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Red Dead Redemption Looks Surprisingly Good On PS5, But Not $50 Good

The first thought that came to mind when starting Red Dead Redemption on PlayStation 5 is how well the 13-year old game holds up visually. The second one was that there was still no way in hell I could recommend it to anyone for a “next-gen” price tag of $50. The graphics are clean and crisp, but otherwise it’s the same game that’s been available for years on Xbox One without the Undead Nightmare DLC for almost half that price.

Evil West Looks Like Good, Old-Fashioned, Vampire-Punching Fun

Share SubtitlesOffEnglishShare this VideoFacebookTwitterEmailRedditLinkview videoEvil West Looks Like Good, Old-Fashioned, Vampire-Punching Fun

The cinematic scenes and character interactions still draw you in, and the performances remind you why Rockstar Games’ open-world Western was a worthy GOTY contender (Super Mario Galaxy 2 and Mass Effect 2 also came out in 2010). It still feels like an old game, especially with the original interface, occasionally clunky action, and less-than-snappy controls. Look out across sprawling prairies or cactus-filled desserts and you’ll immediately remember this is a PS3/Xbox 360-era world. Then the sun starts to go down behind the clouds and you remember how special it was at the time and immediately feel pulled back into its drama.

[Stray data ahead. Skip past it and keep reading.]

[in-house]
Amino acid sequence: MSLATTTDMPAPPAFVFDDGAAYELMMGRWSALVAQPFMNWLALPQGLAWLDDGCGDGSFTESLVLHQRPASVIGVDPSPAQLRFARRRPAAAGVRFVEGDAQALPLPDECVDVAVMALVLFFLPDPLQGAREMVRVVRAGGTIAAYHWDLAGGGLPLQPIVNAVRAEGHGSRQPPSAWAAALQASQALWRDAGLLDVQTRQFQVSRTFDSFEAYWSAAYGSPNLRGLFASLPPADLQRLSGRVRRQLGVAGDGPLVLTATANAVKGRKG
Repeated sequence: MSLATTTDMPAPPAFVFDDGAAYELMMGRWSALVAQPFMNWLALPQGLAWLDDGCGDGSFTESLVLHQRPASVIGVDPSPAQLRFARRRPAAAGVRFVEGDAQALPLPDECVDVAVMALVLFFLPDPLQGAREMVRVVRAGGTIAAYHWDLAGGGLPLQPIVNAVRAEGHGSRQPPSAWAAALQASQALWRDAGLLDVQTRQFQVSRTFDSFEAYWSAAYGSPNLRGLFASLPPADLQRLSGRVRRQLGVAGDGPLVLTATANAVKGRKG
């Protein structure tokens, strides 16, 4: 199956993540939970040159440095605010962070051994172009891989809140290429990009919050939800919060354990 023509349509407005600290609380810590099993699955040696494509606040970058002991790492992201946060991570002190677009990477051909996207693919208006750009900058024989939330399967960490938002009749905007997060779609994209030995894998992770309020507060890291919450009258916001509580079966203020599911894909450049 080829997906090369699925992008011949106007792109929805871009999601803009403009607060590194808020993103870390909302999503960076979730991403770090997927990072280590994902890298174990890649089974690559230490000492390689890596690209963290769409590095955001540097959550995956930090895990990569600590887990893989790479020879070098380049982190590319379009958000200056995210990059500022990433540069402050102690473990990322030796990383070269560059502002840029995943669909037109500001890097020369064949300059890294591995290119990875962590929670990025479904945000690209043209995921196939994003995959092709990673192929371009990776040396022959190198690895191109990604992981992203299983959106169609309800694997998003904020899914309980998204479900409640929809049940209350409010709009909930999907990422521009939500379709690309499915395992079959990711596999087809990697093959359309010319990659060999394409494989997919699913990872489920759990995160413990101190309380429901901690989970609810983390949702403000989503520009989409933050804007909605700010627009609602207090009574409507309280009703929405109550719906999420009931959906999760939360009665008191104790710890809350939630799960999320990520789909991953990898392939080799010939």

Red Dead Redemption – 5 Minutes of PS5 Gameplay


Red Dead Redemption – 5 Minutes of PS5 Gameplay

I spent a couple of hours with the game on PS5, a clip of which you can see above, and didn’t run into any real issues. It’s locked to a disappointing 30fps, but keeps a consistent performance outside of some occasional stuttering during cutscenes. According to Digital Foundry’s analysis, the PS4 port resolves to “full 4K resolution” and even looks slightly better on PS5 than the backwards compatible version on Xbox Series X/S, especially when it comes to shadows. But the differences are mostly limited to minutiae that few people are likely to notice. “It’s the kind of game that doesn’t really need a major overhaul to work well on modern systems—but even so this is a very barebones effort,” wrote Oliver Mackenzie.

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